If people disagree that people of the same sex should be allowed to get married it may be based on religious views or other personal views. However, if one agrees with Aristotle or maybe takes advice from Aristotle’s writings, they may change their mind or agree that same-sex marriage increases happiness, allows man to fulfill their function as a human being, and should, in fact, be legalized. He states many things that should lead you to believe this such as: happiness is the final end, happiness is done solely for the sake of happiness, man naturally chooses to be social and form relationships, happiness is the most desirable thing in the world, man is to exercise his God-given abilities to the best of his ability, love is a good for the soul, pleasure is an affection of the soul, and man is not likely to be happy if he is alone or childless. These reasons, if you understand the meanings behind them as written above, should give you enough evidence allowing anyone, no matter what sexual orientation, should be allowed to be married and live a life-long relationship filled with love and happiness in order to better the world. If more people are happy, the world would be more peaceful.

Word Count: 1336

Works Cited:

Stopera, Matt. “BuzzFeed.” BuzzFeed. N.p., 26 Mar. 2013. Web. 08 May 2013.         <;.


One thought on “Aristotle on Same-Sex Marriage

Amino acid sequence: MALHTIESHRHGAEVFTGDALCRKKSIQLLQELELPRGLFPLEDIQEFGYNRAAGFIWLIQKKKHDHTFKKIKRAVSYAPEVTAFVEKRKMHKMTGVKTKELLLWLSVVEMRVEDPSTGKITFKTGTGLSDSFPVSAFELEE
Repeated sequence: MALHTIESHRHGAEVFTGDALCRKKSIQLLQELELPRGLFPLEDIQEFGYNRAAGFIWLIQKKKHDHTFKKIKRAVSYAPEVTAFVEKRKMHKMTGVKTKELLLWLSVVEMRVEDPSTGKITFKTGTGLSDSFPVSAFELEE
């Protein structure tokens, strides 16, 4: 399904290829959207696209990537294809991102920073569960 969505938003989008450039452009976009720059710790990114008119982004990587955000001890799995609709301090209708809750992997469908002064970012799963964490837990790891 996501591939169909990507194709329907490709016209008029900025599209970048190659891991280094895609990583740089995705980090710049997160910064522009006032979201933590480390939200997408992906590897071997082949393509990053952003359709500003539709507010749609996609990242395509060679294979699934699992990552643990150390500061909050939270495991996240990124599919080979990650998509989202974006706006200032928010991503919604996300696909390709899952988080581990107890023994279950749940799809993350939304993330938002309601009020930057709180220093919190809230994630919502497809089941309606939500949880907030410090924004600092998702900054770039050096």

1. Interesting article Anne, though perhaps you might be surprised to know that philosophical opposition to SSM is often based precisely on Aristotelian arguments about fulfilling the end? I think it would make more sense to use Mill as a defense of SSM, since he focuses more on pleasure. While for Aristotle pleasure is *an* end, it is not *the* final end, and he considers that unless a pleasure is consistent with the final end, then it is not a pleasure that should be pursued. Opponents of SSM would use Aristotle to argue that our reproductive systems are ordered precisely towards reproduction (which means that is their end), and therefore that sex that is inherently not ordered towards that end frustrates the good when it comes to the use of that part of ourselves, and that what does not accomplish the good of the part cannot accomplish the good of the whole (i.e., the whole person). So, as you can see, it is a complicated matter. I think it would have been more natural to use Mill in defense of that position, since he does not care so much about what natural ends there may be in ourselves or our functions, but rather on whether something leads more people to a pleasant existence.